Dragon Rider – Part 31

Dragon Rider

Chapter Thirteen Continued

Fire and Water

Drake turned his attention to the map.  He could clearly see the exit Gizmo had been talking about; it was located two floors below, on the opposite side of the boat and, luckily for them, an elevator shaft, situated just above it, would lead them straight down to it.  He spun around, the map still superimposed on his vision and headed back to Willow and Pyro.

Willow looked even worse than he felt; her eyes were heavy and she was still cradling her head in her hands.  ‘Come on,’ said Drake pulling her to her feet, ’you’ll feel better once we get outta here.’

They left the steam room and entered the gym where the man in the Bermuda shorts had another towel in his hands to put in the dirty laundry.  His eyes were black, unseeing, so they left him to it and exited into the corridor.

‘We just need to get to an elevator shaft on the opposite side of the boat,’ said Drake leading them off down the corridor.  The elevator shaft was positioned exactly as the map had shown; in a hallway by one of the ship’s many kitchens.  It looked as if the shaft was used to transport food deliveries as it was small and had a single door that dropped from the ceiling.

They all piled in and Drake pressed the large green button on the wall.  The door clattered shut behind them, enclosing them in a small steel box lit only by one sickly yellow light on the ceiling.  The elevator ground down the two floors and spewed them out into a large storage area filled with stacks of wooden boxes stamped with the cargo’s contents and origins; there were fine wines from the New World and expensive champagnes from what used to be known as France.  In the corner, puffs of smoke escaped from the chugging machine which extracted the Lethe from the Lake of Forgetfulness.  The room smelled like Pyro; petrol and gas with the hint of sweat alongside the addition of wet dog and musty cardboard.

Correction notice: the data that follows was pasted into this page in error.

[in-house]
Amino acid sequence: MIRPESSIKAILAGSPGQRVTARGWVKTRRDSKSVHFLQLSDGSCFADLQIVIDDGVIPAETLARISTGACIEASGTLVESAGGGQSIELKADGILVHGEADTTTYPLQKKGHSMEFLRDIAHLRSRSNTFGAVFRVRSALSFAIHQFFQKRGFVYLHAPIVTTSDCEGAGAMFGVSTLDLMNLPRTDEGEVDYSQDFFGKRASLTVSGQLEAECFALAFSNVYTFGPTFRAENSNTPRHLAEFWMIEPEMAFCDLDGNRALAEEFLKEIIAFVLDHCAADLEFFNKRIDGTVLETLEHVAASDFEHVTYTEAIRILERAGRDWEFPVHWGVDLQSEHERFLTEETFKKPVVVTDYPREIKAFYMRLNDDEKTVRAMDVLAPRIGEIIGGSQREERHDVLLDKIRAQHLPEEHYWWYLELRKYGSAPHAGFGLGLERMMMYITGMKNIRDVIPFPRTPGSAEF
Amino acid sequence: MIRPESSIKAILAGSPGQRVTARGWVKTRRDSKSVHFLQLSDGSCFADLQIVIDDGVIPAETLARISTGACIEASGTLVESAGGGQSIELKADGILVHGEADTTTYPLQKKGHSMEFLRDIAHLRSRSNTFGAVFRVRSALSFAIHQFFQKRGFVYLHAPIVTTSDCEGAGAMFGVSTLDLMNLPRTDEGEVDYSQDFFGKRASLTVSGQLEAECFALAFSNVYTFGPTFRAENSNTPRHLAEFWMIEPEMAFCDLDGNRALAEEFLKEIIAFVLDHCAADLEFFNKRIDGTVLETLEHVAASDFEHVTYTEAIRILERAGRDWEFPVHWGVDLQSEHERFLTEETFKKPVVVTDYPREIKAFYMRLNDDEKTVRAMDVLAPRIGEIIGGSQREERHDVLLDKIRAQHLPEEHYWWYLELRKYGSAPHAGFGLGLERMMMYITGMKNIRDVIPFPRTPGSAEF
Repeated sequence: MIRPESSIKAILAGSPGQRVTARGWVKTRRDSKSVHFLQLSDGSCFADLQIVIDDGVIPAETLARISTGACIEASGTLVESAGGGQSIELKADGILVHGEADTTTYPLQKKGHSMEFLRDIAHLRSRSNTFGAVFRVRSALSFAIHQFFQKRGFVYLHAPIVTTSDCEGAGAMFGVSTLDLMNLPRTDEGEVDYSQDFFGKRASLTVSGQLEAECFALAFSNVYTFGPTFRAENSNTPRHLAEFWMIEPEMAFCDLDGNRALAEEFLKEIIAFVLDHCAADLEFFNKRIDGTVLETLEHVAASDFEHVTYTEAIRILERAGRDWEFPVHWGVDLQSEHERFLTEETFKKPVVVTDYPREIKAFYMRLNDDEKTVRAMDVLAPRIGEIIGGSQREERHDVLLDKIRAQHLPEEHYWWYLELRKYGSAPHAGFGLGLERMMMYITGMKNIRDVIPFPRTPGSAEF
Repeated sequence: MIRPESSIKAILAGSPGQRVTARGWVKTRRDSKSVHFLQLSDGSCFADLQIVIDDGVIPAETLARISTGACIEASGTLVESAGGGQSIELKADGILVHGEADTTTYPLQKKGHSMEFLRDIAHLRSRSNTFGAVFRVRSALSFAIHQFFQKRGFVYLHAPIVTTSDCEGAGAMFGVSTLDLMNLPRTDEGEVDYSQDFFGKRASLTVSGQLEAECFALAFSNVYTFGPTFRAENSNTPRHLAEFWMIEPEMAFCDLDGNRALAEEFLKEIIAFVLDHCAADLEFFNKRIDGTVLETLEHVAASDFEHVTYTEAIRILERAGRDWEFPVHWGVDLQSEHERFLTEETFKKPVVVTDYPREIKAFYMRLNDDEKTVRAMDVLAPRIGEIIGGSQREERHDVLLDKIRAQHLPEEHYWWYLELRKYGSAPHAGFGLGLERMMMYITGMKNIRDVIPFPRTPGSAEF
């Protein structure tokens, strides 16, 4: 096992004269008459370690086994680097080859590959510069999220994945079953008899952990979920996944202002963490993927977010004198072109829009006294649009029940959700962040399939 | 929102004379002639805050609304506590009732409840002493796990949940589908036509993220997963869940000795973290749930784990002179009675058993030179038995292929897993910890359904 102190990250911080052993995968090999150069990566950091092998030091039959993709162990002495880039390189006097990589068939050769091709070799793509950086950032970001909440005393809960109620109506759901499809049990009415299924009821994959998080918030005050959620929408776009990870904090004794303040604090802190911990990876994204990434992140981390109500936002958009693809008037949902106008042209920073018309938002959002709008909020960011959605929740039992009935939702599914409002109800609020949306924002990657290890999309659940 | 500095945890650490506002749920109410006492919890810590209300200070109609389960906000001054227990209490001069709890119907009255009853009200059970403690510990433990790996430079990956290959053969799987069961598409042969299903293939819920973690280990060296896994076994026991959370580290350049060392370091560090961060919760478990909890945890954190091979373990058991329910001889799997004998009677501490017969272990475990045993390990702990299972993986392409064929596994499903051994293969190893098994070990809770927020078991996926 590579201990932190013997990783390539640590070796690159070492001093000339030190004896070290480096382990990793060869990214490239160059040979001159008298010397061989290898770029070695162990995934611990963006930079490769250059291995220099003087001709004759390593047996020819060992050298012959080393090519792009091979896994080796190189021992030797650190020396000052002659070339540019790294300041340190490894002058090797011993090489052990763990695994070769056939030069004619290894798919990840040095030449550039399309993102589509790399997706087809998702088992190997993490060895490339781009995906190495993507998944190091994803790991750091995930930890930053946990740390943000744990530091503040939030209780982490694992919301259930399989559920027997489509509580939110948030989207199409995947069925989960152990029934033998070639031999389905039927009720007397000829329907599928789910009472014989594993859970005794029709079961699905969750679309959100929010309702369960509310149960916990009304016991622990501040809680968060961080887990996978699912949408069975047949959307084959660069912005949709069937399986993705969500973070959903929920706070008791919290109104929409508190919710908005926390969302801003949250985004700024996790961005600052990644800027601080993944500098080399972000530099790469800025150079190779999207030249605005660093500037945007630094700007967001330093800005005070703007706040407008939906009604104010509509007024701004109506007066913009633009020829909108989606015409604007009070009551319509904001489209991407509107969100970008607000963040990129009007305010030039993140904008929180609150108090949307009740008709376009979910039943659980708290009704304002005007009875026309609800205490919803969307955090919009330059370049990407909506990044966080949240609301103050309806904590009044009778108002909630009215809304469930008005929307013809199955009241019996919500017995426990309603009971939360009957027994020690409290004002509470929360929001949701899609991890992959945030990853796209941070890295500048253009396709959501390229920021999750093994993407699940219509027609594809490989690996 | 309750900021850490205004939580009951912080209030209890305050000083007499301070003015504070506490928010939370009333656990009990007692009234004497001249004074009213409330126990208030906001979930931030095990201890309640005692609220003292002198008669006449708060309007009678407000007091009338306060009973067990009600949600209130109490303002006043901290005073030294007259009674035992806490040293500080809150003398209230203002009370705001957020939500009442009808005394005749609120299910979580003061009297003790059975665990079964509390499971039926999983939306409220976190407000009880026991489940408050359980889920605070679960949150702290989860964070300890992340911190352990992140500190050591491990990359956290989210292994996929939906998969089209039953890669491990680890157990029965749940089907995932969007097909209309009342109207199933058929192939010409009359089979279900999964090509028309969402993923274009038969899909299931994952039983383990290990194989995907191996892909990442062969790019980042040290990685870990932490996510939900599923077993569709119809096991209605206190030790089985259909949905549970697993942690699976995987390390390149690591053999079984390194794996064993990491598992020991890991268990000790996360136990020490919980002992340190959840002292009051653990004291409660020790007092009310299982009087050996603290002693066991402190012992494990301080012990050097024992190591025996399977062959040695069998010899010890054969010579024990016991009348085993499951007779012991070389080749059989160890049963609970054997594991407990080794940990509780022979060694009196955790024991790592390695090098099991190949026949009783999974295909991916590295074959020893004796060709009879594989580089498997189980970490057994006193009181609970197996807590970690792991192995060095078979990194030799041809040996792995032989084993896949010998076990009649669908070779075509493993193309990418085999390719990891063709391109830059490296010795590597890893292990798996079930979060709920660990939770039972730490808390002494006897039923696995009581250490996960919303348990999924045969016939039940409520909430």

The large service exit was located straight opposite.  Drake scanned the shadows for the operating panel, still trying to work out exactly how he was going to get them all out of the cargo hold alive.  If only there was some kind of breathing apparatus or…

Brilliant white light flooded the cargo hold as the steel doors at the side of the room were thrown open.

‘Leaving so soon?’ came the voice of a man silhouetted against the light.

‘Morpheus?’ said Drake, unable to keep the bitter sound of frustration from his voice.  Once his eyes had adjusted to the brightness he could see Morpheus was flanked by a whole army of personal guards dressed from head-to-toe in black, holding AK-47s pumped for action.

‘Did you really think you could get away that easy?  And you,’ he said turning to face Willow, ‘are a sore disappointment.  Trying to leave without saying goodbye, where are your manners?’

‘I-’

Morpheus raised his hand, dripping in platinum, to his mouth to silence her.  ‘It is too late for apologies, my dear.’  Morpheus sighed.  ‘It gives me no great pleasure to do what I must but, as you have tried to leave without payment, I must take what is owed by force.  Your dreams are what is required, alive or dead, we can extract them either way.’  He shrugged and turned to one of his guards, ‘Let him lose, come back and check on them in half an hour.’  And with that, Morpheus was gone.